Ghole: Qigong?
Me: Damn.
Ghole: What?
Me: Just that.
Ghole: What, that was a trick question?
Me: Sure.
Ghole: And I'm tricked into what?
Me: Ignorance. Of whether you were tricked or not.
Ghole: Wow. You tricked me!
Me: Good. Consider it an early birthday present.
Ghole: You're getting me an iPad? Awesome!! Buy me the new one... It has retina display...
Me: Dream on, Ghole. #striketwo
Ghole: What happened in oral pathology today?
Me: Made up a new classification of cysts. With potato shaped tumours.
Ghole: Really?!
Me: Hah. Strike three. You're out!
Ghole: Or am I?
Me: This is going to be like one of those endless chain of questions where you try to extract and I try not to divulge which usually ends with me dropping the circle of inquisitivity altogether and settling for an 'okay', isn't it?
Ghole: A little creativity is always welcome...

Every Tree is a Burning Bush.

Impossible thoughts are nice. This guy says he's burning up the sky. Why/how would anybody even do that anyway? We found love in a hopeless place, says Rihanna. Which is weird, again. But weird is always good. And flexibility is a sign of intelligence. Like pi. Like cello. Like Iron & Wine. Like intervertebral discs.

I dreamt lots last night. Maybe it was the chocolate biscuits I OD'd on after that drunk mosquito bit me, or something else. The contents of the dreams were dispatched straight to Gholekins twice during the night cause he's my girlfriend, and also because one of them featured him and the most ignored subject of his life.

The gatekeeper at the hostel just showed me a glass bottle inside which he claimed there was a Dengue mosquito, which frankly looked more like a baby dragonfly to me since it was huge compared to the average mosquito but the guy was insistent that it was the real thing.

Here I lie in my sparsely-lit room, musing silently in my brownness, aging quietly with the world, merging shadows of my monsters with their worst enemies. My Garbhagriha. Such Great Heights by The Postal Service plays in the background. Nagging thoughts come and lie down in my path, but I skip over them already aware of the whirlpool circling the drain that they lead to. But here we sit, trapped silently in great big glass bottles, struggling for survival anyway. Fight for this love? I think not.

Katy Perry says she's thinking of you. "You're like an Indian summer, in the middle of winter." Stuck in the shadow of my own mistakes, breathes this guy. Which is saddening. Ironic. Like a left bundle branch block. But not as infuriating as not being able to move forward because you have no oars. And you can only keep blowing into your sails for so long.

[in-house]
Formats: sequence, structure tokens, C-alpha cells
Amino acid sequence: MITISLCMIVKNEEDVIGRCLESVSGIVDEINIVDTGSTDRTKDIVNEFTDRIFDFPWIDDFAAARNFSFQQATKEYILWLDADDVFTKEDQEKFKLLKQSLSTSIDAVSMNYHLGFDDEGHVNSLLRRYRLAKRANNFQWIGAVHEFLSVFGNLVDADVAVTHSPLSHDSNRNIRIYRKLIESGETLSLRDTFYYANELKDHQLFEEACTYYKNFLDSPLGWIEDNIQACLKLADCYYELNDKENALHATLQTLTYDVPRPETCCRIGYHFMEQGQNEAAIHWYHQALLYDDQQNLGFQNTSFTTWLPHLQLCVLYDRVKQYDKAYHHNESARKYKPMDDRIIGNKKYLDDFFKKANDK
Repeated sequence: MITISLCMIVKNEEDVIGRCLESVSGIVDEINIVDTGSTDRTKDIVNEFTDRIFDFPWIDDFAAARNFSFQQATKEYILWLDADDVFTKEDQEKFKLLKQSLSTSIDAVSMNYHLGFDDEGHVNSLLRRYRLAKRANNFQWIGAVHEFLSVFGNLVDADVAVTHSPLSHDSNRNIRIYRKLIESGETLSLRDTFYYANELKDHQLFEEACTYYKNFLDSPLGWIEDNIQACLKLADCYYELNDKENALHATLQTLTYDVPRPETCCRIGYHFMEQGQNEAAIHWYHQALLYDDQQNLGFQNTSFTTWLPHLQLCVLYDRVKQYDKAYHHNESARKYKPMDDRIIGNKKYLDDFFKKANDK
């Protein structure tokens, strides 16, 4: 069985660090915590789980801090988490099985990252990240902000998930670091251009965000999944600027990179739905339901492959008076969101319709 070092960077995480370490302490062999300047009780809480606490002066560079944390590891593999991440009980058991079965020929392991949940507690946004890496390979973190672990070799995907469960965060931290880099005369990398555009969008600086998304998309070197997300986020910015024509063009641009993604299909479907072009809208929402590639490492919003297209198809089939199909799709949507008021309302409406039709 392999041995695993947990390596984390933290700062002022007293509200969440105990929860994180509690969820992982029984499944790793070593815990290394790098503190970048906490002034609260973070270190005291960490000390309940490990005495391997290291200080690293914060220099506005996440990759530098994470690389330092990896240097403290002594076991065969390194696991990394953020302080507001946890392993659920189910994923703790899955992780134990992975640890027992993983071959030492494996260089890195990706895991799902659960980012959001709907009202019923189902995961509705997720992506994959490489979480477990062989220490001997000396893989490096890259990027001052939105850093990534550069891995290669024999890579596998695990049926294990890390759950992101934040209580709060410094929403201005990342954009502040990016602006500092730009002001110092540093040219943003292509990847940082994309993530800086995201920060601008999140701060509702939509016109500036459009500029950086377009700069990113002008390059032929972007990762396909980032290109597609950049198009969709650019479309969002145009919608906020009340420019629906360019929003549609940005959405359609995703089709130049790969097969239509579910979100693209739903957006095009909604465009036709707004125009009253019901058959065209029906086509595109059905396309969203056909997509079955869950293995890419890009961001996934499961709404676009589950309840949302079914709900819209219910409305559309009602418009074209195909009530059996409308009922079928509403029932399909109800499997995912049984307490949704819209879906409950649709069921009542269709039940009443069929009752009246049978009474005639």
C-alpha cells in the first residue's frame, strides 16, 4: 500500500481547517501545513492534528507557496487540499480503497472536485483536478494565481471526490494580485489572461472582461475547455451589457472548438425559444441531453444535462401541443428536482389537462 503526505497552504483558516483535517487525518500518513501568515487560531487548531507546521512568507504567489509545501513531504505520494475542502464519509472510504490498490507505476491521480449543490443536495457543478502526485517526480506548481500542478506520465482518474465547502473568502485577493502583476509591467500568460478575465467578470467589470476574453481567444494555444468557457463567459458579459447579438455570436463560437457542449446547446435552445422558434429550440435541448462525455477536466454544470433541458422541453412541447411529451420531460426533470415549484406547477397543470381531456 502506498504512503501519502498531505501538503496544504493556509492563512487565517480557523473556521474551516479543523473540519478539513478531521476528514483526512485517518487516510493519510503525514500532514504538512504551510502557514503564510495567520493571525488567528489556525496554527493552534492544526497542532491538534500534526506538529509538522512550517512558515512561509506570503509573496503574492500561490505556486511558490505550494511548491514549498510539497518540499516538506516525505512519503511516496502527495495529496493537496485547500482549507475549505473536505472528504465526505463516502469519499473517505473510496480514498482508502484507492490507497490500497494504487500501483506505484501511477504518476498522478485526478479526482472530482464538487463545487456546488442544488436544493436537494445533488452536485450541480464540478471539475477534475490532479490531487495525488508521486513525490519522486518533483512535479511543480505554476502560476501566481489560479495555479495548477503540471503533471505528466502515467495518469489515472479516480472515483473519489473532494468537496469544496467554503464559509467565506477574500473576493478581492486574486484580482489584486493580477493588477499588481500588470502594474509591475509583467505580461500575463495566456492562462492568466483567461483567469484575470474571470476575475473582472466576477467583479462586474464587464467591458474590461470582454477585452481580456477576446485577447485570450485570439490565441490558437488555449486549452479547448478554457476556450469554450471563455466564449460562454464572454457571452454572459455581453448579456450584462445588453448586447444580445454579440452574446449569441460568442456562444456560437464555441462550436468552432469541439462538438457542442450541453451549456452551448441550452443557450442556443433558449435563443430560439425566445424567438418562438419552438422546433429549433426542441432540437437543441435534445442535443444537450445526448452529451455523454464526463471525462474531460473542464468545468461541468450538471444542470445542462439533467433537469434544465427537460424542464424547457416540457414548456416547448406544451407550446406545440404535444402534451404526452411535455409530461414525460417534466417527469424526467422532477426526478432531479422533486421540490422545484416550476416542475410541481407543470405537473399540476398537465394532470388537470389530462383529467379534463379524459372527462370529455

Klebsiella for King

Nickelback's "I'd come for you" is very hummable. I like it. Like Livers and Prometheus. Like how we studied pneumonia in Medicine today. Which explains why I have peanut butter and jelly sandwiches on my mind. Or how its nice that they have fancy descriptions for all these sounds. Like vesicular is " the sound of wind blowing through the leaves of a tree." A pleural rub is "the sound made by treading on fresh snow". Like how the third and fourth heart sounds have the same cadence as  "Kentucky" and "Tennessee".

Which brings us to how I'm taking the weekend off again and running back home tomorrow. For the third time this month. Because we don't need no edjucaayshun. Pah. Like that's going to make a few good men out of us.


If we were to continue from where we left off, our little train pulled safely into the station exactly two months from today, but with only seven-ninety out of the one thousand people on board having survived the harrowing experience of their grey cells nearly turning into potato mush. Which was an excellent outcome as it were, given the odds, and the little train was very thankful and humbled by the powers that be, but as little trains go, this one didn't seem to be too happy about things. There was for instance, this other train that'd passed through the same ravine and managed to bring back eight hundred and forty of her passengers alive. And another. And another. And the poor little train couldn't stand all this and it became very very ill.

Now the station master wasn't having any of this. He knew exactly what was bothering the little train but he was a little concerned too because he'd never seen the little train so ill in the past three, four years or so. So he sent the little train off to its home tucked between some distant hills for some well earned TLC.

And so the little train became well again. And then for the next two months, it took to the tracks with all the fervour and enthusiasm it could muster on having being ordered to craft dentures for the partially edentulous, along with other adventures that come with life on the railroads and all that jazz. And all was well with the world again.

Next week: Catch the Little Train and the Nasty Interdental Currettes and Hoes as they scale some of the most risky (and prolly stinky as hell) heights on the planet. Meanwhile, enjoy the March Madness and don't forget to feed the fish!